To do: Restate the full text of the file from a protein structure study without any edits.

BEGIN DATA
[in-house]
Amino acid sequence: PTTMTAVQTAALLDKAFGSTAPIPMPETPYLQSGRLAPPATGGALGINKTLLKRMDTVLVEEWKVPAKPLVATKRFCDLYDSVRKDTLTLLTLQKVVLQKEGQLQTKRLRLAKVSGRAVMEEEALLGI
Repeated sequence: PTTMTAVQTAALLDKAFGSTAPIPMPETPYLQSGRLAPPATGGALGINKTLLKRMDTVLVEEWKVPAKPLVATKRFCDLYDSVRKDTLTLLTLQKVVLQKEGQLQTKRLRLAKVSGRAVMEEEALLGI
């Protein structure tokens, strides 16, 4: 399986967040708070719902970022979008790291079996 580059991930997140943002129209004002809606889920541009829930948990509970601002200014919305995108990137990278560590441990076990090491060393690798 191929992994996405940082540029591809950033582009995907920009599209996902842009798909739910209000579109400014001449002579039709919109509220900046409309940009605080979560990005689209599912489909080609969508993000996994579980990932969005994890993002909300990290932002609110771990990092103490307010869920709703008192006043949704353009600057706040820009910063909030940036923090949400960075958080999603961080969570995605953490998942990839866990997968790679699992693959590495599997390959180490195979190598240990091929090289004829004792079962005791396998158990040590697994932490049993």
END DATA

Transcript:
[in-house]
Amino acid sequence: PTTMTAVQTAALLDKAFGSTAPIPMPETPYLQSGRLAPPATGGALGINKTLLKRMDTVLVEEWKVPAKPLVATKRFCDLYDSVRKDTLTLLTLQKVVLQKEGQLQTKRLRLAKVSGRAVMEEEALLGI
Repeated sequence: PTTMTAVQTAALLDKAFGSTAPIPMPETPYLQSGRLAPPATGGALGINKTLLKRMDTVLVEEWKVPAKPLVATKRFCDLYDSVRKDTLTLLTLQKVVLQKEGQLQTKRLRLAKVSGRAVMEEEALLGI
């Protein structure tokens, strides 16, 4: 399986967040708070719902970022979008790291079996 580059991930997140943002129209004002809606889920541009829930948990509970601002200014919305995108990137990278560590441990076990090491060393690798 191929992994996405940082540029591809950033582009995907920009599209996902842009798909739910209000579109400014001449002579039709919109509220900046409309940009605080979560990005689209599912489909080609969508993000996994579980990932969005994890993002909300990290932002609110771990990092103490307010869920709703008192006043949704353009600057706040820009910063909030940036923090949400960075958080999603961080969570995605953490998942990839866990997968790679699992693959590495599997390959180490195979190598240990091929090289004829004792079962005791396998158990040590697994932490049993």